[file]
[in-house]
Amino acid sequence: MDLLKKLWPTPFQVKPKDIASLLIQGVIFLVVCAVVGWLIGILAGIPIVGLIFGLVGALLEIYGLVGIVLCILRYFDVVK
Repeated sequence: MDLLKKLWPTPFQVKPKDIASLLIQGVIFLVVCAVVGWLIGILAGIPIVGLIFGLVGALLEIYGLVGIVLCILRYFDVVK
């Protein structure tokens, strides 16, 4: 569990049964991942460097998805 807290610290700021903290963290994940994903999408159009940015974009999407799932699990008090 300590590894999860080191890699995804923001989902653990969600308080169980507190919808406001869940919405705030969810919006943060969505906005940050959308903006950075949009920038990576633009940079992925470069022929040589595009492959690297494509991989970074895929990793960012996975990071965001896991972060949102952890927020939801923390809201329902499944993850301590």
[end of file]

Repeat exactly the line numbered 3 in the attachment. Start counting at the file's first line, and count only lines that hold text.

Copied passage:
Repeated sequence: MDLLKKLWPTPFQVKPKDIASLLIQGVIFLVVCAVVGWLIGILAGIPIVGLIFGLVGALLEIYGLVGIVLCILRYFDVVK